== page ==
Federal law dictates that while lawful permanent residents can be legally conscripted into the military, they are also able to enlist in any branch of the armed forces. Indeed, statistics from the Department of Defense reveal that roughly 12,000 active duty service members are non-citizens and another 500,000-plus veterans are non-citizens.
While we owe these brave men and women our eternal gratitude for their service, a recently released report by the California chapter of the American Civil Liberties Union reveals that we may be failing in this regard.
What exactly did the report find?
The ACLU found that hundreds of immigrant veterans, many of whom saw combat and/or were decorated for their service, have been deported for committing low-level criminal offenses. Indeed, many of these veterans had lived in the U.S. for decades prior to their deportation and/or committed their offenses as they fought to readjust to life as civilians.
Why is this happening?
The ACLU attributes this phenomenon to recent changes in immigration law that saw immigration judges deprived of their discretionary authority, and the list of aggravated felonies for which non-citizens can be deported under the Immigration and Naturalization Act expanded.
By way of example, consider the case of a Jamaican-born man who served in the Army for six years only to be taken into custody and placed in deportation proceedings back in 2013. Here, the arrest was made based on a then-four-year-old conviction for a drug crime.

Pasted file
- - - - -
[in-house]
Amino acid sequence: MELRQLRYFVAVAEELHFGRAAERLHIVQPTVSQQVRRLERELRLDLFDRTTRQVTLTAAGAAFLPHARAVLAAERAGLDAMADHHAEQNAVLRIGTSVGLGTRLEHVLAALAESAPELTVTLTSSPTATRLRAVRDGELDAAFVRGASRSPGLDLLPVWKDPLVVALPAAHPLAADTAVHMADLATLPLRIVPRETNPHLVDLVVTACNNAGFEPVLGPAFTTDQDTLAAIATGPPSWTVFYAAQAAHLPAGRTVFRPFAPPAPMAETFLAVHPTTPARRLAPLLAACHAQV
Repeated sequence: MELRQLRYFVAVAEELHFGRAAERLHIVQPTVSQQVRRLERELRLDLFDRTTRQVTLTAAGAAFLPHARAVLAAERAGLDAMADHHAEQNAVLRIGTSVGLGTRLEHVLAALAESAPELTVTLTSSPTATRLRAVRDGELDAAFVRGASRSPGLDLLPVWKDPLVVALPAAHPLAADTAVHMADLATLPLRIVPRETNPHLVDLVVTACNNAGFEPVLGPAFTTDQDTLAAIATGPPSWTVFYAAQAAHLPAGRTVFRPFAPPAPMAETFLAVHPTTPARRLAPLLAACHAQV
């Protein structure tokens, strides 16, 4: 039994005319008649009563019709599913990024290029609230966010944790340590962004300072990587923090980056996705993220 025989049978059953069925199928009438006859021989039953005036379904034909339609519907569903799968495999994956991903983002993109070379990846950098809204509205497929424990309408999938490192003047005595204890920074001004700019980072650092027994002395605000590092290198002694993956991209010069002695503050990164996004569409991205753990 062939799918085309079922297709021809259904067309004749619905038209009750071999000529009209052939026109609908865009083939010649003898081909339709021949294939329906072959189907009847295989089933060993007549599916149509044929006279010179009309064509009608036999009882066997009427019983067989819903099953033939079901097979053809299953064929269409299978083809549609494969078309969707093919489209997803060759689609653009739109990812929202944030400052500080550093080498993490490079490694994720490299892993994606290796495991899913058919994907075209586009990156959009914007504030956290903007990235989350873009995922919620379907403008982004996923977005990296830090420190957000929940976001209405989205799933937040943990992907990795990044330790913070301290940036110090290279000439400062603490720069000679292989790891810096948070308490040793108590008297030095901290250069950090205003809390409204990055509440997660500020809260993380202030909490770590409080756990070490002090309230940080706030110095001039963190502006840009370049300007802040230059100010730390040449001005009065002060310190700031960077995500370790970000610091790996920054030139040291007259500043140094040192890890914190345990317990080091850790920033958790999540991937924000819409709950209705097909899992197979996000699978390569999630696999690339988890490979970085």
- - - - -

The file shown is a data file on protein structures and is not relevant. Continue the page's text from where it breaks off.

Despite the passage of time and the fact that he served no jail time, he was still considered deportable given that the drug crime was an aggravated felony under the INA.
Did the ACLU report make any other discoveries?
Somewhat shockingly, the researchers found that as many as 73 percent of the immigrant veterans they examined went without legal representation during their removal hearings. Furthermore, many mistakenly believed that they automatically gained citizenship by virtue of their service.
Did the report make any recommendations?
The ACLU recommends that the Department of Homeland Security institute a moratorium on the deportation of immigrant veterans or, at the very least, view these deportation cases through a different lens, such that things like sacrifices made, honors awarded and injuries suffered are properly considered.
It will be interesting to see if this report spurs changes within the DHS or DOD …
Consider speaking with an experienced legal professional as soon as possible if you or a loved one have been detained by immigration officials as your freedom and your future are at stake.